DIRECTIONS: Sergei Isupov


April 28–July 22, 2018
Ferrin Contemporary
1315 MASS MoCA Way, North Adams, MA

Saturday April 28, 4-6 pm

Ferrin Contemporary presents DIRECTIONS: Sergei Isupov, the first exhibition in a series in which the gallery will shine focus on artists whose recent work captures a transitional moment in their creative process. The DIRECTIONS series shows results from technical experimentation and explores the development of new installation concepts.

First to be presented is work by Sergei Isupov, whose sculpture titled Directions, inspired the series. A larger-than-life, authoritarian figure, the sculpture points towards a group of the artist’s smaller porcelain works which explore a range of ideas leading in new directions. Isupov, an established sculptor based in Cummington, MA, and Tallinn, Estonia, is world known for his surrealistic, figure-ground personal narratives which simultaneously integrate painted imagery and dimensional surfaces.


At the opening reception on April 28, from 4–6 p.m., the artist will demonstrate his figure-ground painting technique and discuss the new directions explored in his recent works. This public event takes place during the Spring Building 13 Open House on the MASS MoCA campus and is part of ArtWeek, a statewide program highlighting the importance of supporting the arts in Massachusetts. ArtWeek takes place April 27–May 6.

In conjunction with ARTWEEK in Massachusetts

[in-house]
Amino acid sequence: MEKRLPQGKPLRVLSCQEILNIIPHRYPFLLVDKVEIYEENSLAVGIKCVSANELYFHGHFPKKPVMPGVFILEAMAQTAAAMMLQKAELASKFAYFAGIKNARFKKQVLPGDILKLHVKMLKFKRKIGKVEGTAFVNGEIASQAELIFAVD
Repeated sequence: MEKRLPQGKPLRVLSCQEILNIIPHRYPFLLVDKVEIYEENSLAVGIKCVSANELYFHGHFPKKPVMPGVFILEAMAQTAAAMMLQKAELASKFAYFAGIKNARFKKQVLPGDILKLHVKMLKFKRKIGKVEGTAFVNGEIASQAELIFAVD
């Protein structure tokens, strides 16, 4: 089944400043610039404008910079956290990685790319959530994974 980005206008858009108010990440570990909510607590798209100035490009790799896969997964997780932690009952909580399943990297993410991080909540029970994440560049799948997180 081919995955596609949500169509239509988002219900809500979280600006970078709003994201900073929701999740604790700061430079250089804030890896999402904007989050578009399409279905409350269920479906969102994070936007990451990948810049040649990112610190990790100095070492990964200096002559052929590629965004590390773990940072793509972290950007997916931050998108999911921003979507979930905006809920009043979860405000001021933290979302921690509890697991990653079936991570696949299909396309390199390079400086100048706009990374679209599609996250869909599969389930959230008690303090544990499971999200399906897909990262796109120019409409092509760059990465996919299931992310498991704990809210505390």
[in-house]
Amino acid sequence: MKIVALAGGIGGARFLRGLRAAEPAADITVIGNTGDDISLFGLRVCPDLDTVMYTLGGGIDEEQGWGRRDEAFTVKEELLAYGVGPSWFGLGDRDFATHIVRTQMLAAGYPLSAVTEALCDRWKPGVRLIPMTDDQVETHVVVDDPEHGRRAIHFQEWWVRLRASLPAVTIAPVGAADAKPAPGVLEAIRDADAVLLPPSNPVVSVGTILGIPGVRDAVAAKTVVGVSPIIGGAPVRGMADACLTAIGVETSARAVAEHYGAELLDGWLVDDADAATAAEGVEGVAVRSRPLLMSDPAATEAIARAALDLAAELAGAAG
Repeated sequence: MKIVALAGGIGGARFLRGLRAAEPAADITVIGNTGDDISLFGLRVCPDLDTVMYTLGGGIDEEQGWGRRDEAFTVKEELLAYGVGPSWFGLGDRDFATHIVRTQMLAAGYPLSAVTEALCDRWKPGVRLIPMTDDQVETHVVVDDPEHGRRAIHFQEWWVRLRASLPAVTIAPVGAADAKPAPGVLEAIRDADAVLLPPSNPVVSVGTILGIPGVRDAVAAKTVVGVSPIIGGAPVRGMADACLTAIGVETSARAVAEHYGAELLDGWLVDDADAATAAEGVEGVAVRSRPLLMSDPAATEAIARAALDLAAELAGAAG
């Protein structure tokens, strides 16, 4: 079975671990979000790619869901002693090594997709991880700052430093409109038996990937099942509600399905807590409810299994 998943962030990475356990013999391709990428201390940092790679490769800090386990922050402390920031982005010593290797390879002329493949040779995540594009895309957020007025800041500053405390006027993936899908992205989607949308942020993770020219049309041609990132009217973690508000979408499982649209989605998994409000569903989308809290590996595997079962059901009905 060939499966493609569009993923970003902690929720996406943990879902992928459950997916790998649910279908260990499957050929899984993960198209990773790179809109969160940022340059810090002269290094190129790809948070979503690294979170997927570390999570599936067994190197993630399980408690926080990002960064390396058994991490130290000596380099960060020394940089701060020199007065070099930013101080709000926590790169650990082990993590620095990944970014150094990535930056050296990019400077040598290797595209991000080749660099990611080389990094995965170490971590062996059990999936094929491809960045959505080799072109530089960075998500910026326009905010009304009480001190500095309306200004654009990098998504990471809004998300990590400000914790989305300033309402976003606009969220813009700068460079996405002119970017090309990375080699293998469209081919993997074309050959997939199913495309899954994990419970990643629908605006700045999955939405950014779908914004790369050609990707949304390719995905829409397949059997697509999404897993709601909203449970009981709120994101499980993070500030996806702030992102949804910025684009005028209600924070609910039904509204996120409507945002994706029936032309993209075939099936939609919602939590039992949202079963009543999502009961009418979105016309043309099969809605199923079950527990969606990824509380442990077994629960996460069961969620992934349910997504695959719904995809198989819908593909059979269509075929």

April 27–May 6, 2018


Sergei Isupov is an Estonian-American sculptor internationally known for his highly detailed, narrative works. Isupov explores painterly figure-ground relationships, creating surreal sculptures with a complex artistic vocabulary that combines two- and three-dimensional narratives and animal/human hybrids. He works in ceramic using traditional hand building and sculpting techniques to combine surface and form with narrative painting using stains and clear glaze.

“Everything that surrounds and excites me is automatically processed and transformed into an artwork. The essence of my work is not in the medium or the creative process, but in the human beings and their incredible diversity. When I think of myself and my works, I’m not sure I create them, perhaps they create me.”

Isupov has a long international resume with work included in numerous collections and exhibitions, including the National Gallery of Australia, Museum of Fine Arts, Houston (TX), Museum of Arts and Design (NY), Racine Art Museum (WI), Museum of Fine Arts Boston (MA), and the Erie Art Museum (PA), at which he presented selected works in a 20-year career survey Hidden Messages in 2017 and Surreal Promenade in 2019 at the Russian Museum of Art (MN).